Nasserist politician Hamdeen Sabbahi will contest the upcoming presidential elections despite criticising a new law that rules out appeals on poll results.
Sabbahi’s official presidential campaign announced on Thursday that the politician would contest the election, slated for the spring.
The campaign said that while preparing for the elections, the campaign would also fight “politically and judicially” against an "unconstitutional" article in the newly issued law aimed at regulating presidential elections.
Article 7 of the law, issued by President Adly Mansour last week, states that candidates cannot file court appeals against the election results.
The campaign described the article as threatening to the stability of the country and the political system as a whole.
The decision to include the article in the law was suggested by the High Constitution Court who agreed that appeals could delay the electoral process, cast doubts on the legitimacy of the next president, and thus impact national security, according to president’s legal advisor, Ali Awad, who announced the new law at a press conference last Saturday.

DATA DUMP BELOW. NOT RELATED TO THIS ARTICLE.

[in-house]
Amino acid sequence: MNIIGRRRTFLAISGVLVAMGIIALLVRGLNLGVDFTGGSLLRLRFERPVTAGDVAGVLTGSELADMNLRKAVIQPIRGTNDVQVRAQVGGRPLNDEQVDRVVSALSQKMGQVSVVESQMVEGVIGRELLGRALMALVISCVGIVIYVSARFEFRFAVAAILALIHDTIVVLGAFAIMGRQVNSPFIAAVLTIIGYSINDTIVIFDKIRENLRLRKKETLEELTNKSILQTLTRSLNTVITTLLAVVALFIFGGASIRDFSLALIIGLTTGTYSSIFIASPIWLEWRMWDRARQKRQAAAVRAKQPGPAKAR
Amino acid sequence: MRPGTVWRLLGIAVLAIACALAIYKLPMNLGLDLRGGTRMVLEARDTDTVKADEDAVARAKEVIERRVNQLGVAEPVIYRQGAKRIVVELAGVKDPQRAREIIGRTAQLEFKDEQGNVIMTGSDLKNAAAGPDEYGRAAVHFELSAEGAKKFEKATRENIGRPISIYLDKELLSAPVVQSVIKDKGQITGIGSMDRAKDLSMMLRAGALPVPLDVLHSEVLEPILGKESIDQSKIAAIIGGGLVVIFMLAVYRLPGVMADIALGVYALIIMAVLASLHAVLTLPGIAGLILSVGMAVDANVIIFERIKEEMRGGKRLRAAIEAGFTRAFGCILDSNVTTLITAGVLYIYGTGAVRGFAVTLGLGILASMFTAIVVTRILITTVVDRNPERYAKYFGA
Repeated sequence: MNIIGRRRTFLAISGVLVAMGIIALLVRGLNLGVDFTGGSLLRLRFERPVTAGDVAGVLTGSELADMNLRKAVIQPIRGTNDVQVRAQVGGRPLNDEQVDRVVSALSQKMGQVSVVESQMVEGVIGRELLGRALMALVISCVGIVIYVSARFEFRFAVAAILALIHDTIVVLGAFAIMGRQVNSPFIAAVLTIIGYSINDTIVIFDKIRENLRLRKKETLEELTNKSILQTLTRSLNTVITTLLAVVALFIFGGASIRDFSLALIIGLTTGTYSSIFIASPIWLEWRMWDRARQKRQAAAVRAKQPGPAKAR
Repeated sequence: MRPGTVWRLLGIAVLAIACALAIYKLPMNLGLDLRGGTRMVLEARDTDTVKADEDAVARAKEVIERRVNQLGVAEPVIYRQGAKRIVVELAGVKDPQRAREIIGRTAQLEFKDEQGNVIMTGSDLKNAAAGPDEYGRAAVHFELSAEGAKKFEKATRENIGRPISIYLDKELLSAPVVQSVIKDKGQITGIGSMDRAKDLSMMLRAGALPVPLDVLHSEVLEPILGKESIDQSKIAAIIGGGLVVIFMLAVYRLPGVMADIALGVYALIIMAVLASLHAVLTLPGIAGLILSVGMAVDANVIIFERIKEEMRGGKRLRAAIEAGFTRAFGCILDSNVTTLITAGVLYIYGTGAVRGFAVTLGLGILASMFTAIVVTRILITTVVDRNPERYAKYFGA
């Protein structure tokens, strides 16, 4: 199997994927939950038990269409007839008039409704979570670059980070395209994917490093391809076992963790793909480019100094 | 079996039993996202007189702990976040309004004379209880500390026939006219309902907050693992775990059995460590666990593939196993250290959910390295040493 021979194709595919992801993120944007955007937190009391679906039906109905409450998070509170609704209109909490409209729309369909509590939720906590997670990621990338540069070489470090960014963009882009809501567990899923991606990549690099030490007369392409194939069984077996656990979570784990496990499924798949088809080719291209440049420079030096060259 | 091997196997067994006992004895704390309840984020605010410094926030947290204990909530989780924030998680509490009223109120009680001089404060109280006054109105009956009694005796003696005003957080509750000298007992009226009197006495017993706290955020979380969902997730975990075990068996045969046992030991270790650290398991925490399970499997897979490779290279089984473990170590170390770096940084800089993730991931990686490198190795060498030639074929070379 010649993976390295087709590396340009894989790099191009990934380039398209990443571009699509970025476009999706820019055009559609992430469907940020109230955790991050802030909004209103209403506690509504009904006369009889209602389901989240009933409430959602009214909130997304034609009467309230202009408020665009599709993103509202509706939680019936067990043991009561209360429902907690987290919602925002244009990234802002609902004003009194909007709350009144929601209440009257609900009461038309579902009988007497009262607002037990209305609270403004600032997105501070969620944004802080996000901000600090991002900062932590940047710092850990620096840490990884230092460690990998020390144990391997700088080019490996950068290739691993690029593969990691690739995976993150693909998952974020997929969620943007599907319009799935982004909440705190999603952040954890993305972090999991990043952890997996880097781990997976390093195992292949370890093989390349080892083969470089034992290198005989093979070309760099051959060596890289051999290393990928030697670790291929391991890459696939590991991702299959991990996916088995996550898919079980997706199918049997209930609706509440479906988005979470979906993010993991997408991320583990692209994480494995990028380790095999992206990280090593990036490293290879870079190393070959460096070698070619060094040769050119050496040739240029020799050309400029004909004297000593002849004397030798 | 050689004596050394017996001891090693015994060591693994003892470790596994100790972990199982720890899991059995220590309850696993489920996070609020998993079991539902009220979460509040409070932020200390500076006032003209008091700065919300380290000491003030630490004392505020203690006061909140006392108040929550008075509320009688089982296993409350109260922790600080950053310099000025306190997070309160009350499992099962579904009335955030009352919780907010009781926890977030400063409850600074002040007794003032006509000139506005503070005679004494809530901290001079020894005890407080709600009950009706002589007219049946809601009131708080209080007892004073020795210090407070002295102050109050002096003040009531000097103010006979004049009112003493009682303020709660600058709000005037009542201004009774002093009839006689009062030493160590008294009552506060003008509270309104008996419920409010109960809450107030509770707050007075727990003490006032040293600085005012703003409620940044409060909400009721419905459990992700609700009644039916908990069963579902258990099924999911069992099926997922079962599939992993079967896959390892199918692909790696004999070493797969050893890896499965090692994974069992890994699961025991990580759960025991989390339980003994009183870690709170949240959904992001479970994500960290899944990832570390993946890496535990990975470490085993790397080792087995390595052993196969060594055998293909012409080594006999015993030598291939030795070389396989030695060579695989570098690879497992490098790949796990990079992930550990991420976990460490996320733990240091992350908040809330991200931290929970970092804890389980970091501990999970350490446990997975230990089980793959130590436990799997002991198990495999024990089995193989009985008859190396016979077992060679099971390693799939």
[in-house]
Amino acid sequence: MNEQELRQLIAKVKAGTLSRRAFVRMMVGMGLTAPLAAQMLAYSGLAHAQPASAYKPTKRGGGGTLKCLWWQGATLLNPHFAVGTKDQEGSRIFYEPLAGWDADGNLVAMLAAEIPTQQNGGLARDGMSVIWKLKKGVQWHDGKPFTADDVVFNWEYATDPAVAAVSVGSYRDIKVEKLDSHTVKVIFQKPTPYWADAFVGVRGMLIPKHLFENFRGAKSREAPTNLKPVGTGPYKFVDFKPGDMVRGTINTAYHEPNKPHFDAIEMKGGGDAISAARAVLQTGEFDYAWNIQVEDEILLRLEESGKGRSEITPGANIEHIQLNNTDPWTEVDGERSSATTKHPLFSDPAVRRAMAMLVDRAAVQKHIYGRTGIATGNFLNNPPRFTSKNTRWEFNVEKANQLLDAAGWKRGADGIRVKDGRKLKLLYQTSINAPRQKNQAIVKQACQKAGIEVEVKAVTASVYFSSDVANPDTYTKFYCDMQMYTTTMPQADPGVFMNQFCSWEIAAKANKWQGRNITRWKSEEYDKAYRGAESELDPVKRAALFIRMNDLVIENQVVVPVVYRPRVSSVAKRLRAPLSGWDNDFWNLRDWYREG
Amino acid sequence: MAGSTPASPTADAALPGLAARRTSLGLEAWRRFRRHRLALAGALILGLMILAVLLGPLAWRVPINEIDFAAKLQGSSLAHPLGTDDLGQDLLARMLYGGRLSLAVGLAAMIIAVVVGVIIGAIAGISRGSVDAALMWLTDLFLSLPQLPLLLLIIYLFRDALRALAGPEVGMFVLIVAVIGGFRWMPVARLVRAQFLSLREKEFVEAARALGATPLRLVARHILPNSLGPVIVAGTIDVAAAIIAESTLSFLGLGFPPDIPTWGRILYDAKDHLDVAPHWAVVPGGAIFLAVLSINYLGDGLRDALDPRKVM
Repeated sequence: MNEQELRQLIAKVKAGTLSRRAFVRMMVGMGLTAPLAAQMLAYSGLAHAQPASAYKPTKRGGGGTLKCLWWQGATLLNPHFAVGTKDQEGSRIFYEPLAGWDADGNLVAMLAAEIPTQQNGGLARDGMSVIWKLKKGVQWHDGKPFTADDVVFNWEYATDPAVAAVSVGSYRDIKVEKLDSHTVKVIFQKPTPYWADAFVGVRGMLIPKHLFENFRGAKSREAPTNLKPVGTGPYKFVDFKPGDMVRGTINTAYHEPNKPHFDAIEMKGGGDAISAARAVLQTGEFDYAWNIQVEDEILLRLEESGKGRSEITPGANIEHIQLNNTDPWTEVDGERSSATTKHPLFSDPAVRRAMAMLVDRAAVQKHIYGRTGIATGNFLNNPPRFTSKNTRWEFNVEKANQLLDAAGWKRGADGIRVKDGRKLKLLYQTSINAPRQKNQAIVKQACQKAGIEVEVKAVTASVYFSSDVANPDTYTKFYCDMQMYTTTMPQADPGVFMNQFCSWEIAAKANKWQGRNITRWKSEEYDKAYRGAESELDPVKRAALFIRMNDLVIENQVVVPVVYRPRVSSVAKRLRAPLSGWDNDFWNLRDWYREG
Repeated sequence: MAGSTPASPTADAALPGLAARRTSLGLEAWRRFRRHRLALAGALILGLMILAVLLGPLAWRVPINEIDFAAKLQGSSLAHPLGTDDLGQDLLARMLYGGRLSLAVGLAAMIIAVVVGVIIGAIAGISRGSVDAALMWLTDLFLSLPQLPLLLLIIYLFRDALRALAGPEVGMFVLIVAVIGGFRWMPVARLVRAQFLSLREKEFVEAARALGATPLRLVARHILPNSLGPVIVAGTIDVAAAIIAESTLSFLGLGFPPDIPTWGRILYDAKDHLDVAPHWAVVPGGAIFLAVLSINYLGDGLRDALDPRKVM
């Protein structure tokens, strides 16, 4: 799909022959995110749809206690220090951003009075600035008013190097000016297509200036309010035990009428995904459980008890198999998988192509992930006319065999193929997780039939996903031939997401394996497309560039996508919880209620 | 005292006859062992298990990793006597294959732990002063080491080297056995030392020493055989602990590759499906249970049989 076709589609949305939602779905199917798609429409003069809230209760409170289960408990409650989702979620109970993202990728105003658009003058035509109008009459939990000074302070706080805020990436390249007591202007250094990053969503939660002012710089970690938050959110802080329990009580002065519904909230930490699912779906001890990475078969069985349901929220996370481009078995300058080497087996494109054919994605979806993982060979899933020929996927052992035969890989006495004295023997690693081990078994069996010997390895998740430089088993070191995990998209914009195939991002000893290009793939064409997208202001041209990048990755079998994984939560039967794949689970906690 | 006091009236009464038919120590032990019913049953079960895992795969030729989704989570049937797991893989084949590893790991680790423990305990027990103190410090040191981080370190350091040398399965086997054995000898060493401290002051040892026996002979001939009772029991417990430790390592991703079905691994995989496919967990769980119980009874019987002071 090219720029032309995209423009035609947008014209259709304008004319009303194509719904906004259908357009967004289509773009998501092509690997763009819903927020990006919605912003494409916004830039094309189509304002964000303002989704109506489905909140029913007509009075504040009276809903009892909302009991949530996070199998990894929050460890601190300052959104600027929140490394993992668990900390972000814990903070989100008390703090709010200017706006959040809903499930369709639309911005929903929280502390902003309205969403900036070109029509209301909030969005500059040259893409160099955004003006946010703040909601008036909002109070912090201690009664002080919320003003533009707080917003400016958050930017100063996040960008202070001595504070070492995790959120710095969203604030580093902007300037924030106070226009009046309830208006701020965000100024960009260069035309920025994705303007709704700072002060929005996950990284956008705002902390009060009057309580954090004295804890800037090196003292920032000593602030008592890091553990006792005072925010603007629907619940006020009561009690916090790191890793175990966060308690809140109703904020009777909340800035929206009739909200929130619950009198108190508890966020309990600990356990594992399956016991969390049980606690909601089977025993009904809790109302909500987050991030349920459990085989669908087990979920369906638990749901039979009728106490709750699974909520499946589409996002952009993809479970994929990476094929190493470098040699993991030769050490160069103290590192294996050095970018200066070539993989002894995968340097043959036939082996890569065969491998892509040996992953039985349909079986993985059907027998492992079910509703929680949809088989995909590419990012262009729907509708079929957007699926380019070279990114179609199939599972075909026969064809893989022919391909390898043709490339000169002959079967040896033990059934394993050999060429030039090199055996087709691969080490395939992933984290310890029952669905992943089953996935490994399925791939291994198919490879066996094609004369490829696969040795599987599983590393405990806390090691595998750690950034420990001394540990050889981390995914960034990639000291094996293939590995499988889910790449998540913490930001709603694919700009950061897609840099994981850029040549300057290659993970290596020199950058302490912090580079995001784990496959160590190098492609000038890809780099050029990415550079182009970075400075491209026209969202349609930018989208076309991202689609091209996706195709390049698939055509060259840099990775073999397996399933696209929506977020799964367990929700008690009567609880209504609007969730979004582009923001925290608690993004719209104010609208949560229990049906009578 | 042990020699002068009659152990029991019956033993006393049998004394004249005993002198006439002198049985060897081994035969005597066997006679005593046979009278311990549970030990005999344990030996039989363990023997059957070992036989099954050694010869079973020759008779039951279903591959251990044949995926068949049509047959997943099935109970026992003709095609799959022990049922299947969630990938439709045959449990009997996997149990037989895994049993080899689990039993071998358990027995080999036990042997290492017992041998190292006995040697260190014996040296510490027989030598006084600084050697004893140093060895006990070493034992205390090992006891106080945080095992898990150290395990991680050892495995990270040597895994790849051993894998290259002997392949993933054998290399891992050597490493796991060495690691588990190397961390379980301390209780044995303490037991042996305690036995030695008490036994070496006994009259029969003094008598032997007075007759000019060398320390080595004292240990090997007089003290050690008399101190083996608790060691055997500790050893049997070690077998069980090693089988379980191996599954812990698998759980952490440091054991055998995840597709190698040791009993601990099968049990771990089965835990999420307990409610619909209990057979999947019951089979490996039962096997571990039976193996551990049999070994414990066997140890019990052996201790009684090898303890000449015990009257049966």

Sabbahi, who came third in the 2012 presidential race won by ousted president Mohamed Morsi, is the first candidate to formally confirm that he will run in the upcoming race.
Egypt’s military chief Abdel-Fattah El-Sisi is widely expected to announce his candidacy also.